Different Types of Debt Negotiation
Individual credit card lenders typically have internal policies that vary from bank to bank when it comes to managing collections on delinquent accounts. Some will offer temporary or long-term hardship programs in which the interest rate and/or monthly payments can be reduced for a period of time ranging anywhere from three months to five years.
Meantime, some cards will prove more aggressive than others with debt collection efforts through their own internal recovery departments.
Furthermore, when an account goes delinquent for more than 180 days, it is common for that account to reach charge-off status and be turned over to an outside collection agency for recovery.
Additional options for the creditor include turning an account over to a debt-collection attorney or selling the legal right to collect to a debt buyer. Debt settlement aims to resolve any of the above situations while allowing the debtor to pay less than the current balance on the debt.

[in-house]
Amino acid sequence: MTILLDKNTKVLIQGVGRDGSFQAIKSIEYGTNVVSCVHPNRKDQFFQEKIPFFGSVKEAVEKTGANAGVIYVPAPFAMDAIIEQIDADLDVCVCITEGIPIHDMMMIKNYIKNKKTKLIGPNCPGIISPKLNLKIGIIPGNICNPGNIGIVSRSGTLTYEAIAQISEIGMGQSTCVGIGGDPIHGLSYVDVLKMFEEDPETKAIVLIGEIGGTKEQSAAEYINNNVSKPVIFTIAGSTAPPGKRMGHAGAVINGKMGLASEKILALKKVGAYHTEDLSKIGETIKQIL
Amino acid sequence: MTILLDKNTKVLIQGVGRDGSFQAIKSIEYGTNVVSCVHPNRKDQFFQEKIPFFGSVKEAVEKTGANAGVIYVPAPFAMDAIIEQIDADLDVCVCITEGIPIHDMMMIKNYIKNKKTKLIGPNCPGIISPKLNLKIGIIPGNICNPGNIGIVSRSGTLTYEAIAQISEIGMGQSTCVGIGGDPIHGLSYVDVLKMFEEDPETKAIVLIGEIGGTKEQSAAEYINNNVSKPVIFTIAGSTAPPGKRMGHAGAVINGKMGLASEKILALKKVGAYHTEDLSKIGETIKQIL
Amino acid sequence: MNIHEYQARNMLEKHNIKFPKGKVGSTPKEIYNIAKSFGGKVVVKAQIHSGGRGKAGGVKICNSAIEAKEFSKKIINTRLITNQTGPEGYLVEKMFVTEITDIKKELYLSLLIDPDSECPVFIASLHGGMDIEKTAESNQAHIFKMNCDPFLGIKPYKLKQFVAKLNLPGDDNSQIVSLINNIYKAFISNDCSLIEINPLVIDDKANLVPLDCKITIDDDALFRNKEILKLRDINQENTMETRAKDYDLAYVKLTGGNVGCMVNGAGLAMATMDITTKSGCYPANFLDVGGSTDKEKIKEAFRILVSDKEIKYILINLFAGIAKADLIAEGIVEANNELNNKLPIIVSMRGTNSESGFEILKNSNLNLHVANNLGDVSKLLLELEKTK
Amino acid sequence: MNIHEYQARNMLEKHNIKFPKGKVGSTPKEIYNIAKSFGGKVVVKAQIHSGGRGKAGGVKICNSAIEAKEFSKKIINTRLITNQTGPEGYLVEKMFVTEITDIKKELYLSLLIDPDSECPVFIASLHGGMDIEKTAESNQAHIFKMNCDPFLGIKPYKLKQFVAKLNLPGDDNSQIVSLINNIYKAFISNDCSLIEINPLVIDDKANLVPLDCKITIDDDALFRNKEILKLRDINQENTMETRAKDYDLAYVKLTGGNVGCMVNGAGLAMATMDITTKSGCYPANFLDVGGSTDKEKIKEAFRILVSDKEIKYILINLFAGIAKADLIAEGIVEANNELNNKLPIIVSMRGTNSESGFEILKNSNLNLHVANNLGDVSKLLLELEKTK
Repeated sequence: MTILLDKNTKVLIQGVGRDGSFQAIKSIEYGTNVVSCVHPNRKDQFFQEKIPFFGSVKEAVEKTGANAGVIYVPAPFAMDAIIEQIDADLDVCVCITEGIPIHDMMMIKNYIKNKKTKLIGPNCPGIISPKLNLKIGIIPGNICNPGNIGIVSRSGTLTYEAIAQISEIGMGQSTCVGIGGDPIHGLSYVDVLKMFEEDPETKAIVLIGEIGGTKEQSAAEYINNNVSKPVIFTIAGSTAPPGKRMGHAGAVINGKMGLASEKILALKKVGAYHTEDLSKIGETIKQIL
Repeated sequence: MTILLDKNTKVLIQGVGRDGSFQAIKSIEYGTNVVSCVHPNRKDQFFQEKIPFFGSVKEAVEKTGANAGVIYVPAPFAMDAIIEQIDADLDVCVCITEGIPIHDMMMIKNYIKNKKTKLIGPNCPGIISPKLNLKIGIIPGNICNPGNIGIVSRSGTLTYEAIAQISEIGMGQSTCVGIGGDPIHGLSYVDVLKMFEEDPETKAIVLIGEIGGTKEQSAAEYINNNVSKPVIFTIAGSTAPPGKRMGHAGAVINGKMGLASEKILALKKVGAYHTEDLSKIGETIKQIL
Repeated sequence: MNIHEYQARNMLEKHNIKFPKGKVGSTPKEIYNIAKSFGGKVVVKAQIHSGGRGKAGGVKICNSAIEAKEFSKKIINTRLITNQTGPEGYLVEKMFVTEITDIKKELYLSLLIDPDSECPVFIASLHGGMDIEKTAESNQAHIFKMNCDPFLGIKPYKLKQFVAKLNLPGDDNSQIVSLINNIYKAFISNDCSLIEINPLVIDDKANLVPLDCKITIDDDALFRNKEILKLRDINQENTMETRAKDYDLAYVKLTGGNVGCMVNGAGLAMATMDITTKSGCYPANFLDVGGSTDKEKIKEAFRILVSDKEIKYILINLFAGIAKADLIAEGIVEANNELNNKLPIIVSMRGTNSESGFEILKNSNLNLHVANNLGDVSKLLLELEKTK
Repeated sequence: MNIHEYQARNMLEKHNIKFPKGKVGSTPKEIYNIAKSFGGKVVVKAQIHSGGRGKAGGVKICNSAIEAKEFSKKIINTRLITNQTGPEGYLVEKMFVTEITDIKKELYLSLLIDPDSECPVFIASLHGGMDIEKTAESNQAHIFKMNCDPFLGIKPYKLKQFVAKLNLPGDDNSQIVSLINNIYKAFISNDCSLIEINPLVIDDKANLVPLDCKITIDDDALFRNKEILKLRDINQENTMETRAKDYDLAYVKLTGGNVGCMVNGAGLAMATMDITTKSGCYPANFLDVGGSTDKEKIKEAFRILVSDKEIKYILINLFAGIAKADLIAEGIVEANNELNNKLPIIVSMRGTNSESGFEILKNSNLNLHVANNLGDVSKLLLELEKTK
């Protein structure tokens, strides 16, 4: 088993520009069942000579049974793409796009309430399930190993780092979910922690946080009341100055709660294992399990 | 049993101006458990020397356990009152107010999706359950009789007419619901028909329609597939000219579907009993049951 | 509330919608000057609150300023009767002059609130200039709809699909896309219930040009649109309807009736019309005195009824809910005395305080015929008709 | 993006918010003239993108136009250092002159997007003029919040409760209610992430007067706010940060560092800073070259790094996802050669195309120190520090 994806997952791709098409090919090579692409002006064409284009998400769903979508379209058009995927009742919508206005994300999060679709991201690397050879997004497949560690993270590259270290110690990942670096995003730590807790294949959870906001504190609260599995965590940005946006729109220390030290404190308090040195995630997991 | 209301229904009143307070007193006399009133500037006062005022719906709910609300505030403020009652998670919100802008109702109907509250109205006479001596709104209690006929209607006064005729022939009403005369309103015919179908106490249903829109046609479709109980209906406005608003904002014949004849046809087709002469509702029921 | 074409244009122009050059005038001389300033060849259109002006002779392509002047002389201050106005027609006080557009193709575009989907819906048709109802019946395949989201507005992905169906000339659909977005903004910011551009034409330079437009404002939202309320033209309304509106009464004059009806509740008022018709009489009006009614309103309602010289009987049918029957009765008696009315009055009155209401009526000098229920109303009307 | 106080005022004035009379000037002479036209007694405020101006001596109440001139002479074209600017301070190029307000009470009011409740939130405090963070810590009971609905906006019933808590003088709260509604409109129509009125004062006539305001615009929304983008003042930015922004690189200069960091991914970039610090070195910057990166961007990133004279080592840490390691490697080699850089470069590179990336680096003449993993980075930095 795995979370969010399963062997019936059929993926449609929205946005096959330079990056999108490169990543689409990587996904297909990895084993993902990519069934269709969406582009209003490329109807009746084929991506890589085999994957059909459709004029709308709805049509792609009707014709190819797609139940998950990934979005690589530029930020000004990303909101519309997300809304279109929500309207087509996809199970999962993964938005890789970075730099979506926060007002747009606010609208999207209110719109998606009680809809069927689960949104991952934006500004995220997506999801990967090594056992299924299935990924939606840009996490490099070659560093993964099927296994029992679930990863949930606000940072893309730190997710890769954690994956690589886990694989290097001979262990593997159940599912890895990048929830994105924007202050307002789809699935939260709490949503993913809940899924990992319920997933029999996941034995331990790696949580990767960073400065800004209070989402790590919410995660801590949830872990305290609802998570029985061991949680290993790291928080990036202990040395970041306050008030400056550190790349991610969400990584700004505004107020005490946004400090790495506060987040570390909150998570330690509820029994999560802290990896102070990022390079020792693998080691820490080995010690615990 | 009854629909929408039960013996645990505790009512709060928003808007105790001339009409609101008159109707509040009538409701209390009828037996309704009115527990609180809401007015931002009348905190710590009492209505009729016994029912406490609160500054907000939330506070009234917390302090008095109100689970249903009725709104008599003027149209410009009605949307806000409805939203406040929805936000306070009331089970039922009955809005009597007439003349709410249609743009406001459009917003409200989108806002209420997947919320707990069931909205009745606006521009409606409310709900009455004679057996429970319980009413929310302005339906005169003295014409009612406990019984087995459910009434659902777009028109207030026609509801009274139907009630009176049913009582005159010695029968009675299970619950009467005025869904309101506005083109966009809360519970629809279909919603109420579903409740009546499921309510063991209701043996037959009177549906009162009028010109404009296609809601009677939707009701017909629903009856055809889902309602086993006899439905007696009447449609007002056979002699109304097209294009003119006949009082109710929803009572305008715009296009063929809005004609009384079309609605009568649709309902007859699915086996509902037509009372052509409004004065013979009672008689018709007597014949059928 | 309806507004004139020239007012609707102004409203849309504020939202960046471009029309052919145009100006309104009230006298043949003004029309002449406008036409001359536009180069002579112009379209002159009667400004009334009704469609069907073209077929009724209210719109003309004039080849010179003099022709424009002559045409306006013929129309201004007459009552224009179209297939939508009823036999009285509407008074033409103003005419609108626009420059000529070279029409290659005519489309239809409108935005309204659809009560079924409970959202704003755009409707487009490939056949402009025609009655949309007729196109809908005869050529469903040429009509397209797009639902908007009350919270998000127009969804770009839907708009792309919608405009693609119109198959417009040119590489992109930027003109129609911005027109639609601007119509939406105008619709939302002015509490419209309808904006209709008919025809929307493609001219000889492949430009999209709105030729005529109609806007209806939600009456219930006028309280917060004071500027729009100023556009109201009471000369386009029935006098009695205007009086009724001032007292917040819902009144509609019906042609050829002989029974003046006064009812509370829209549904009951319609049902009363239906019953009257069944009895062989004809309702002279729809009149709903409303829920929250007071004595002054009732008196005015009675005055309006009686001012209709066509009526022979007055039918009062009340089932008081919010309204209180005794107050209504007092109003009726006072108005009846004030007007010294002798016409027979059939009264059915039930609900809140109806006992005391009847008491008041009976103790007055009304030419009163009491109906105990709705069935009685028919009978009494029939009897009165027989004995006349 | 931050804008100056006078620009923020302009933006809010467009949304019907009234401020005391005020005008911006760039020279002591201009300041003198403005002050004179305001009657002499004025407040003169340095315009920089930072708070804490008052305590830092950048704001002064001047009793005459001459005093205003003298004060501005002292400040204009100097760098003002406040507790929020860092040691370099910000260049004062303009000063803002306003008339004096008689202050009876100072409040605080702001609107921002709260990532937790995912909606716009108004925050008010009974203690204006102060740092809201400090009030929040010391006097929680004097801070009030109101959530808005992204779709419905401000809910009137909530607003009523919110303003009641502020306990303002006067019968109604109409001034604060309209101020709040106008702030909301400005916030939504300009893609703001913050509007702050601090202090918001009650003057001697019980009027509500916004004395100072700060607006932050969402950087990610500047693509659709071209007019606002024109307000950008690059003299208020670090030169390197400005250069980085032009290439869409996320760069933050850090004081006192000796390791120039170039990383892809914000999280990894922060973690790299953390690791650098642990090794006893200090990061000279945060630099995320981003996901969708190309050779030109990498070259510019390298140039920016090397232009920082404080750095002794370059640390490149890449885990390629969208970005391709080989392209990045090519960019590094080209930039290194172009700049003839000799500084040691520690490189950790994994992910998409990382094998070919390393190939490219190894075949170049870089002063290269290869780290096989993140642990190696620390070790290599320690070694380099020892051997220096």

Some Subtleties to be Aware of during Negotiations
The existence of balance transfers on your card balance can impede the effectiveness of any potential settlement. Both the recency and size of balance transfers are considered. Banks may frown upon settlement (or raising the percentage of debt owed that they may ultimately accept) on accounts that show balance transfer activity within 12-24 months of when payments stopped being made or when the percentage of balance transfers held on the card approaches 20% of the total card balance.